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Anti-Treaty Shopping Provisions in Indonesia

Indonesia
29 Sep 2010

In a global economy, multinational corporations run the risk of being subjected to double taxation on their income derived from foreign investments. Double taxation is an impediment to attracting foreign investment. To alleviate double taxation, most nations have entered into double-taxation agreements (tax treaties) with other nations. Like most other tax treaties around the world, Indonesia's tax treaties state that the recipient of income sourced in Indonesia must be the "beneficial owner" of that income. Taxand Indonesia identifies the criteria for "beneficial ownership" and describes what non-resident taxpayers need to do in order to comply with the criteria to avoid double taxation.

Based on its tax treaties with other nations, the Indonesian tax authorities collect income tax at a lower rate than the prevailing domestic rate of 20%. To curb perceived abuse and ensure that benefits under its tax treaties are available only to non-resident taxpayers who are the beneficial owners, the Director General of Taxes has issued Regulation No-62/PJ/2009, which has since been amended by:

The criteria for beneficial ownership are as follows:

a. As stipulated in standard tax treaties, a beneficial owner is a recipient of income other than a party acting as agent, nominee or conduit company;

b. An individual or corporation that is:

a. a domestic tax subject in a tax-treaty partner nation;
b. an institution whose name is specifically referred to in a tax treaty;

c. a non-resident taxpayer which is paid income through a custodian arising out of the transfer of shares or bonds that are traded on the Indonesian stock exchange;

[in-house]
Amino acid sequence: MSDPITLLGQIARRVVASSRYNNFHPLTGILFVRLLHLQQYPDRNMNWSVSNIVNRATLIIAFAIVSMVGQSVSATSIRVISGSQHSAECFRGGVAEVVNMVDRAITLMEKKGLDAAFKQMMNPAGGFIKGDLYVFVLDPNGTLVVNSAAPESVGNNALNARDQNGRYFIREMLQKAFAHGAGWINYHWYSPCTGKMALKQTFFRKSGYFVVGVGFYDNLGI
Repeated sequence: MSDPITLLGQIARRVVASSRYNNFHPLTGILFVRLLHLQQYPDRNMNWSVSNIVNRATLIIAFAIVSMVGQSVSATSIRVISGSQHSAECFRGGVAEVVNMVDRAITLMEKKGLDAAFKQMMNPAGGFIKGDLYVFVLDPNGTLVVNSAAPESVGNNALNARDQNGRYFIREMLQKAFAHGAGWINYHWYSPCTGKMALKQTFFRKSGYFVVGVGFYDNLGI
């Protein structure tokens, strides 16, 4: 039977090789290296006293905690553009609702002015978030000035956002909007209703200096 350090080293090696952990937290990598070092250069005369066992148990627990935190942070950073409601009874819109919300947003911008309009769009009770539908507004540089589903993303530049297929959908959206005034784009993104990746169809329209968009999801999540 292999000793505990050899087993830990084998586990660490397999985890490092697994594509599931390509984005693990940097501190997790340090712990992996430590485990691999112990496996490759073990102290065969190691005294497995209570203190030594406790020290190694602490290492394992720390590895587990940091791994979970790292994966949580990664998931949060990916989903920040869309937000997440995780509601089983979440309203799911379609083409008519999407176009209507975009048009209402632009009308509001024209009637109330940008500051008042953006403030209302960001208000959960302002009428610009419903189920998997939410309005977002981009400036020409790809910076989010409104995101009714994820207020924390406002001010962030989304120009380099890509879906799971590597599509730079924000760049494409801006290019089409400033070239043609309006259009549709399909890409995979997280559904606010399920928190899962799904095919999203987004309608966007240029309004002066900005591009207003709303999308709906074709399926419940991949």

d. a bank

e. A corporation that fulfills the following requirements:

i. It is established and registered in the tax-treaty partner nation and its transaction scheme is not arranged solely to avail of the tax treaty provisions;
ii. It is managed by its own management, which has full authority to undertake transactions;
iii. It is a corporation that has employees and actively carries on business;
iv. The income that arises in Indonesia is taxable in the partner country;
v. Does not use more than 50% of its income to fulfil obligations to third parties, such as the payment of interest, royalties or other emoluments, except for payments to employees. Compliance with the above criteria must be disclosed in the non-consolidated financial statements of the non-resident taxpayer that are used as the basis for fulfilling obligations to third parties.

Corporations and individuals that engage in (a) transactions that lack a reasonable economic basis and which employ a structure or scheme designed solely to avail of a tax treaty, or (b) transactions whose substantive legal and economic structure or scheme are designed solely to avail of a tax treaty, or (c) transactions in which the recipient of income is not the true owner in respect of the economic benefit arising from the income (beneficial owner); are deemed to be engaged in treaty shopping, and are not permitted to avail of the provisions of the relevant tax treaty. Accordingly, they will be charged income tax at a rate of 20% in respect of all income that arises in Indonesia.

Errors in Collection of Taxes
If an error clearly has occurred in the collection of such taxes, the non-resident taxpayer may seek a refund from tax authorities using two methods:

a. by submitting an application through the tax collector
b. through the procedures set out in the Mutual Agreement (MAP) between the Indonesian revenue authorities and those of the partner country.

However, a request for tax refund is not easy to implement.

Certificate of Domicile
The tax on a non-resident taxpayer's income is collected by a domestic taxpayer or permanent establishment. Accordingly, to benefit from a tax treaty, a non-resident individual or multinational corporate taxpayer must possess a Certificate of Domicile that complies with the format required by the Indonesian tax authorities and which has been approved by the competent authority in the tax-treaty partner nation. For the United States and Thailand a Certificate of Domicile has been issued and signed by the local revenue authorities and will be acceptable provided that it is in English and in the name of the non-resident taxpayer.


Taxand's Take


The regulations, as amended, clarify the beneficial ownership criteria and increase certainty for non-resident multinationals structuring transactions with companies in Indonesia.

Your Taxand contacts for further queries are:
Prijohandojo Kristanto
T. +62 21 8399 919
E. prijohandojo@pbtaxand.com

Suryohadi Djulianto
T. +62 21 8399 919
E. suryohadi@pbtaxand.com

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